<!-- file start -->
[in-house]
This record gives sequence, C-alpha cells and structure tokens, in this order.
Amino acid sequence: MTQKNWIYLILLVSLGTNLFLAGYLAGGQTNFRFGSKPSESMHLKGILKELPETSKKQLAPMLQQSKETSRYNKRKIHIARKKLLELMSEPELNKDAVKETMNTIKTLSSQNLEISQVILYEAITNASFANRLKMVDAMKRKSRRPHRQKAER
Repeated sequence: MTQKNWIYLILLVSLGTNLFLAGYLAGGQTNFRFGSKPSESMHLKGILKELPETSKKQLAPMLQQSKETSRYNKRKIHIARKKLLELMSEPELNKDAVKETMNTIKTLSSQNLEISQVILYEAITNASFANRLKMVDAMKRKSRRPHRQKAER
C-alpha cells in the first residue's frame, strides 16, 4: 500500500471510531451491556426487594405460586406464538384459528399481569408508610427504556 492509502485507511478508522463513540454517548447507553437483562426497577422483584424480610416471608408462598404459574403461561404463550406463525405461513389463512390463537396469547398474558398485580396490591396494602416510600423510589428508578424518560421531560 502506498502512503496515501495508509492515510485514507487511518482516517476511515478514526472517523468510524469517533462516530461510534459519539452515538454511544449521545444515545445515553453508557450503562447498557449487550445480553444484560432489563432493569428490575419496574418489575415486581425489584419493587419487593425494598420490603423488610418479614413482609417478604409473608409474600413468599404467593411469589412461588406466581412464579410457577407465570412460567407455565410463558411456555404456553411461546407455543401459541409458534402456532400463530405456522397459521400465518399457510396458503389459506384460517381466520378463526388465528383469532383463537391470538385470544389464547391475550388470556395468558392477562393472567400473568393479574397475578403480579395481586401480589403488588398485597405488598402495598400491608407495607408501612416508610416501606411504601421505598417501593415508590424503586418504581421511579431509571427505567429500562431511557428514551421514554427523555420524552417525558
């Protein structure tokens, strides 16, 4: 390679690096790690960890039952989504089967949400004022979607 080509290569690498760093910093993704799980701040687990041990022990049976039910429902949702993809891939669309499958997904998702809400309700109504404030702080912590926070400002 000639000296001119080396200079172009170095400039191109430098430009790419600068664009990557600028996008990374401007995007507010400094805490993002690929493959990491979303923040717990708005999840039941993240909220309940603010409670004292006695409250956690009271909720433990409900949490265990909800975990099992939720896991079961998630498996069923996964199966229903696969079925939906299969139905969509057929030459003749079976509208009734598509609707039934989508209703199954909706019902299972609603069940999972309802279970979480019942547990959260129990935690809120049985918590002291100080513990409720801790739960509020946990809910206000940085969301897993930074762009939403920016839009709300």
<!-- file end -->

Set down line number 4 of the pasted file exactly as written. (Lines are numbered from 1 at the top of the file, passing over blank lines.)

Repeated sequence: MTQKNWIYLILLVSLGTNLFLAGYLAGGQTNFRFGSKPSESMHLKGILKELPETSKKQLAPMLQQSKETSRYNKRKIHIARKKLLELMSEPELNKDAVKETMNTIKTLSSQNLEISQVILYEAITNASFANRLKMVDAMKRKSRRPHRQKAER